Creating a life sciences white paper demands a high level of commitment from our team, as well as the client, who will be involved in topic selection and reviews. We work closely together from start to finish to ensure a smooth process with the least stress possible for everyone involved.
First, we set up a call with the client to align on the topic and target audience and give them advice on how to choose a topic. If the client is stuck, our team can come up with content suggestions related to the client’s field of work, which the client can then choose from.
After the call, once the topic has been decided on, our team creates a white paper content outline that is passed on to the team and the client for review. As soon as the outline is approved by the client, we can start the writing process.
In this time, we might conduct a few interviews and collect resources. We will ask the client to send over any research papers, presentations or data they want us to write about. Once done, we take over and create a first draft. The first draft will then be thoroughly reviewed internally by the Labiotech team.
After an internal review, the first draft will be corrected and sent over to the client. Once reviewed, a second draft will be created taking the client’s comments and suggestions into account. The client will then be allowed to review the second draft before we create a final draft, which is passed on to our designer. The design draft is then reviewed internally by the team and twice by the client.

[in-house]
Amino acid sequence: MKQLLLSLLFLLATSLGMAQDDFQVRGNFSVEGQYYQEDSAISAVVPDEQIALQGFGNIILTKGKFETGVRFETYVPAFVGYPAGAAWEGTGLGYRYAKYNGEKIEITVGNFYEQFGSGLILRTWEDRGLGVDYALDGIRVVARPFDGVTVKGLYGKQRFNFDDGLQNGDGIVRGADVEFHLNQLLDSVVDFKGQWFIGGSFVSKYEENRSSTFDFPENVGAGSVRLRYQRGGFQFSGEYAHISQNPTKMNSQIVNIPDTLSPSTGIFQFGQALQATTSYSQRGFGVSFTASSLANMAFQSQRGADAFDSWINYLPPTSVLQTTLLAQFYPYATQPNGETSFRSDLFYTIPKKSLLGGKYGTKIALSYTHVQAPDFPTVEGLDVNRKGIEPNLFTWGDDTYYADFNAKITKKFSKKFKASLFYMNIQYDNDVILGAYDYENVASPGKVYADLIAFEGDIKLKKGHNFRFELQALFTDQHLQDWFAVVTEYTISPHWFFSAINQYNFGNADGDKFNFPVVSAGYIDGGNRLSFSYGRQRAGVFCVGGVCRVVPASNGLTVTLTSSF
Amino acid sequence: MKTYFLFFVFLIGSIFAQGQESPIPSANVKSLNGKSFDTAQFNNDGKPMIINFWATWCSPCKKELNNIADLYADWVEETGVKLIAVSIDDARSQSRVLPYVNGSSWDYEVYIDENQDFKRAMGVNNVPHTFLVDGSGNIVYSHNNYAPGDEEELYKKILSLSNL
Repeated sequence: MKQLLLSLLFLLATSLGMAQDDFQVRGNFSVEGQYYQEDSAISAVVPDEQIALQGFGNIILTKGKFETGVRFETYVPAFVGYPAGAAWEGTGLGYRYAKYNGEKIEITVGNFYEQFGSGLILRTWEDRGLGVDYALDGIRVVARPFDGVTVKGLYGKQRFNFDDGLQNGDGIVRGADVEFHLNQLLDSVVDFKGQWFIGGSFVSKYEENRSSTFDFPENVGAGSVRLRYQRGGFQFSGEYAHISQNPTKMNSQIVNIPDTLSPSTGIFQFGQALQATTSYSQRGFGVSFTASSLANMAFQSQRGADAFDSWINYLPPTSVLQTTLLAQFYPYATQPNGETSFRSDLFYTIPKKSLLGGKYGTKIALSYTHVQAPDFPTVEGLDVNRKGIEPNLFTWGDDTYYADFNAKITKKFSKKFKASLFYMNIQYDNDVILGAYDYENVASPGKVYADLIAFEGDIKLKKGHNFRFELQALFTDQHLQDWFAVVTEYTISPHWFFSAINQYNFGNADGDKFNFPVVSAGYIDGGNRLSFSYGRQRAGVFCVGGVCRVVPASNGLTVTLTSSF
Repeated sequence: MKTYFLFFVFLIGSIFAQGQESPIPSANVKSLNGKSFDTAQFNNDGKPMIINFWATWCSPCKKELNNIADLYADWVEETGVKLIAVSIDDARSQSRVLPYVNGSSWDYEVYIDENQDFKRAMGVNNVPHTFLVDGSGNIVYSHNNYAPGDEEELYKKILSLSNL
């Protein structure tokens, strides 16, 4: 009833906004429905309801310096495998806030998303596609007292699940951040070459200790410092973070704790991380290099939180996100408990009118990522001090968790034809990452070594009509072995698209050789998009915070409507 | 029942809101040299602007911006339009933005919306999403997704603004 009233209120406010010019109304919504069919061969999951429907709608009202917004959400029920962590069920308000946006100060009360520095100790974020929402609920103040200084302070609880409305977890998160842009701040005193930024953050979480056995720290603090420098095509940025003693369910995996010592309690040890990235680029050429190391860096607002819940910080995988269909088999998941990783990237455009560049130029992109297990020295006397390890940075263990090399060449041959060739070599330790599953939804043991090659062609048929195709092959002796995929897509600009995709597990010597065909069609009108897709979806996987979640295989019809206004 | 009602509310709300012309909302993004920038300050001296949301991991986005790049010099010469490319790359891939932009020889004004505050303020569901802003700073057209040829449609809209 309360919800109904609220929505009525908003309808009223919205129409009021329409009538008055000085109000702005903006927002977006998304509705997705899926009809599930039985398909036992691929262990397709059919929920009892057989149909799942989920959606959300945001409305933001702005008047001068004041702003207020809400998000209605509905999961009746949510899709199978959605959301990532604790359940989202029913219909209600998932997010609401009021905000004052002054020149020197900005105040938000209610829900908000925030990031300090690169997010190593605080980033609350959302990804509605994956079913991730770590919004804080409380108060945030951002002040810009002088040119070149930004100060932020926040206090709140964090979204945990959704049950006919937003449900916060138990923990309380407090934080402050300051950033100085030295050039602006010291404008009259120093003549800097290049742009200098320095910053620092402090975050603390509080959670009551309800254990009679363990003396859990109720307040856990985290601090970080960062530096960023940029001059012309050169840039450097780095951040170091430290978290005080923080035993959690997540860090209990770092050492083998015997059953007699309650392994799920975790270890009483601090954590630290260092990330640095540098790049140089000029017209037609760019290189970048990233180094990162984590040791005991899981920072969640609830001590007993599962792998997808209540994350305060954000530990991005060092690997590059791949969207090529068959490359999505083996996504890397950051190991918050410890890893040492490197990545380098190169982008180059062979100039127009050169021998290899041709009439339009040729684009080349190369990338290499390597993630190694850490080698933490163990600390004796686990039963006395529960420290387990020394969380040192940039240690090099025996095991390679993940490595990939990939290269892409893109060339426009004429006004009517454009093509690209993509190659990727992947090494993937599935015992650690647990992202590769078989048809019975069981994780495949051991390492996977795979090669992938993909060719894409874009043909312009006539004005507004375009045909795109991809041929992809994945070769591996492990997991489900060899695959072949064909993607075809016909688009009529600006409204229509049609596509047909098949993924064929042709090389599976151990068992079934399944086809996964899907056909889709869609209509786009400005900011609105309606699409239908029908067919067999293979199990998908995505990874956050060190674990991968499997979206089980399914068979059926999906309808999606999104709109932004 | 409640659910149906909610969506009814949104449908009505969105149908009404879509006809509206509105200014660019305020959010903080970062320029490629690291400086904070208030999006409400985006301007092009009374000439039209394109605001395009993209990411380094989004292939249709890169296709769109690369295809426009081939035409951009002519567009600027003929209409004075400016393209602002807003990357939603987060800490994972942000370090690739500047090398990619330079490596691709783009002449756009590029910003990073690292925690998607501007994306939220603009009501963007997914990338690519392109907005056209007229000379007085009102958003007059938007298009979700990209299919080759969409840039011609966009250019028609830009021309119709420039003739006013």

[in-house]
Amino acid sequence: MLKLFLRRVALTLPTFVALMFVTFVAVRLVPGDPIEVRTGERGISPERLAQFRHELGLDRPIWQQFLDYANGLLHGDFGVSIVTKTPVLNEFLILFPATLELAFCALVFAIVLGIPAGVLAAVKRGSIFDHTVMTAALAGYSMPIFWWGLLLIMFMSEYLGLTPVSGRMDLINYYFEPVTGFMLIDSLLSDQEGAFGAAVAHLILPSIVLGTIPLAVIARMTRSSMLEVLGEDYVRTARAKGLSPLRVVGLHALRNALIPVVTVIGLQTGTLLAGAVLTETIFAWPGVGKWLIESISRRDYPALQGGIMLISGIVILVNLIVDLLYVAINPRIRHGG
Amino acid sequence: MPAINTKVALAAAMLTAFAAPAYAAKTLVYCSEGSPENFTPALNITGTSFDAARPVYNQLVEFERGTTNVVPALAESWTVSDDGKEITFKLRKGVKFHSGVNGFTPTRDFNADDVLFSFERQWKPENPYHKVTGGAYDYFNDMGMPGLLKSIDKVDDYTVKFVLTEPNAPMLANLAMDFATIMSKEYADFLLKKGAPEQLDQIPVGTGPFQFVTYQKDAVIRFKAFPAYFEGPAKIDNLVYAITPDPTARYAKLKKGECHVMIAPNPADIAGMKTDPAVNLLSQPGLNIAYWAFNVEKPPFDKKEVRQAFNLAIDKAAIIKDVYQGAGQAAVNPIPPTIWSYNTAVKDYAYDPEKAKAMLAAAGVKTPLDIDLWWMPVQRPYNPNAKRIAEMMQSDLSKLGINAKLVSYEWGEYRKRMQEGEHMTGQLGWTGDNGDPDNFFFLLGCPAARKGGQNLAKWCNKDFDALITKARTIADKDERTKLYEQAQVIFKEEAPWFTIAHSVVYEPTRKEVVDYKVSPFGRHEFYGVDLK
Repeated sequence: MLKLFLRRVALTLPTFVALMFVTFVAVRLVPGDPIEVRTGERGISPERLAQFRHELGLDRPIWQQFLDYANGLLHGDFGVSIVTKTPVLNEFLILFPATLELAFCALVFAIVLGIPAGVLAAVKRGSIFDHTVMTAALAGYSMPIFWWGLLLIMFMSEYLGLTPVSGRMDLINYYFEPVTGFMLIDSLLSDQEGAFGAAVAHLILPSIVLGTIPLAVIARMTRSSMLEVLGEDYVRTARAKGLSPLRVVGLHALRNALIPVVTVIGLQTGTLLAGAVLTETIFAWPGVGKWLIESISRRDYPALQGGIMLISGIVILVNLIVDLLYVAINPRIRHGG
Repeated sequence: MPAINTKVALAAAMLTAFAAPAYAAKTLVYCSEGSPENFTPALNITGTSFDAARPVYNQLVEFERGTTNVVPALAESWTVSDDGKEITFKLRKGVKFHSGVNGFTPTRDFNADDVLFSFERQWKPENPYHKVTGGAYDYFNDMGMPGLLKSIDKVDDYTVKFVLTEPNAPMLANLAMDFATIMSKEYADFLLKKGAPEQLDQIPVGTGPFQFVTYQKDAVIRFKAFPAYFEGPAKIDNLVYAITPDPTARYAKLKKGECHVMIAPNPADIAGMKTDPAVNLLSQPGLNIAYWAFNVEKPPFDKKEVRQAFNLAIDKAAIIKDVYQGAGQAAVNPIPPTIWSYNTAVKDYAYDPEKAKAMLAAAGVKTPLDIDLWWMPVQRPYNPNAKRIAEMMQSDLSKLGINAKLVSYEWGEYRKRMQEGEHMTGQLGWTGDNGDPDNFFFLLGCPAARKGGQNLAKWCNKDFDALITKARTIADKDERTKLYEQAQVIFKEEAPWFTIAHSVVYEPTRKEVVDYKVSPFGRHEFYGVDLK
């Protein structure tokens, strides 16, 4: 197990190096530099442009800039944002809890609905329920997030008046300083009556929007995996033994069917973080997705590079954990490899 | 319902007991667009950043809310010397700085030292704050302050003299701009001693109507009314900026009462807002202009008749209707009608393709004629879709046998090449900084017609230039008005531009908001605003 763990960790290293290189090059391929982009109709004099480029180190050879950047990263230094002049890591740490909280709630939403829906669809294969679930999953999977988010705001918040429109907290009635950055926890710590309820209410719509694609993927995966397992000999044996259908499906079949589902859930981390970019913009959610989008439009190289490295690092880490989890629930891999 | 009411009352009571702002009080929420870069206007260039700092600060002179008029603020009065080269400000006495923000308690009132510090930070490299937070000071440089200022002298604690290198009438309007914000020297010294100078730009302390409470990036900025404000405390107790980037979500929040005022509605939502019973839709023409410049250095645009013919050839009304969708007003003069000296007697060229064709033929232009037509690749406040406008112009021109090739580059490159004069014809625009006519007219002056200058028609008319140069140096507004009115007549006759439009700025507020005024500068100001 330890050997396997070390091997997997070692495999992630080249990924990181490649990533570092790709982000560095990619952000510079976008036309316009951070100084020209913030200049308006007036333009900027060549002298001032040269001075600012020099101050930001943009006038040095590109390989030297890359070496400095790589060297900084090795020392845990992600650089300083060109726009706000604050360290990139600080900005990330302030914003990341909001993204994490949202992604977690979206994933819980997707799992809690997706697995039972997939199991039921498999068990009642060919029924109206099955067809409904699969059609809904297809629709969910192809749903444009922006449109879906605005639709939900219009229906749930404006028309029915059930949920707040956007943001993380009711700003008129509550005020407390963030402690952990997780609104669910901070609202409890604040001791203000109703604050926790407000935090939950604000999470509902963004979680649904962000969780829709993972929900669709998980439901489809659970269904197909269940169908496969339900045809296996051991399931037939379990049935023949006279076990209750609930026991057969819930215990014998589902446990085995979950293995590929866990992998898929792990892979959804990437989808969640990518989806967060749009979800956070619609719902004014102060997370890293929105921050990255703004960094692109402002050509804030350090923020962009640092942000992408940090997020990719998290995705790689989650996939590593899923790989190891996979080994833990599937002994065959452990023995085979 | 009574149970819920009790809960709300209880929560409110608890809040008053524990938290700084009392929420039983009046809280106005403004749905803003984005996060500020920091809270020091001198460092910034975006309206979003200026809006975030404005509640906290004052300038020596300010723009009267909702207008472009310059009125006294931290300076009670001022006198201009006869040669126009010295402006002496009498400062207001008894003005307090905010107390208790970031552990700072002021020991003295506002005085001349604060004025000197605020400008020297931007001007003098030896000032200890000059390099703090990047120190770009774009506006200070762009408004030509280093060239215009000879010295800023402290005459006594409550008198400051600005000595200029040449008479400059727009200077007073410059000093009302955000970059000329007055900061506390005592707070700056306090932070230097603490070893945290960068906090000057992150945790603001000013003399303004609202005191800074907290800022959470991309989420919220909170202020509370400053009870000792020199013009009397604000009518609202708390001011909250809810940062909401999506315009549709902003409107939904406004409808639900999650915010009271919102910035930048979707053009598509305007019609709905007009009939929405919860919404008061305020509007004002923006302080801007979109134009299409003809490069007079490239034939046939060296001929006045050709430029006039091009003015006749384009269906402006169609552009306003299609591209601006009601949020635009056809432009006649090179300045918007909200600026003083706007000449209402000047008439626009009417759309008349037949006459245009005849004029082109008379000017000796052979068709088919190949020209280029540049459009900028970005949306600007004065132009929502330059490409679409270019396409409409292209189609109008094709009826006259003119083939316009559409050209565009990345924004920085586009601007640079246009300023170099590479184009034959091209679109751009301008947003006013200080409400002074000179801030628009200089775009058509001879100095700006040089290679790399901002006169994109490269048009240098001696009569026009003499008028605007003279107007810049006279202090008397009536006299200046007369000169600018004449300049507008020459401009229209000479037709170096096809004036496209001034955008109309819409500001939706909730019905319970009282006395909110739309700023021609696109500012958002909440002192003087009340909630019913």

Overall, the Labiotech team creates three content drafts and two design drafts. The client is allowed to review the content and the design twice, respectively. In the two months it takes to create a life sciences white paper, the client is in constant contact with the dedicated campaign manager and writer of the project. This makes sure that the client is informed about each stage of the project and ensures a smooth process from start to finish, resulting in a white paper that everybody is happy with upon publication.
Check out the white papers we have done so far or book a call with our team to learn more about creating a white paper with us!
Images via tngqwh, Visual Generation, paper_Owl, VectorKnight, Iconic Bestiary/Shutterstock.com and via Elena Resko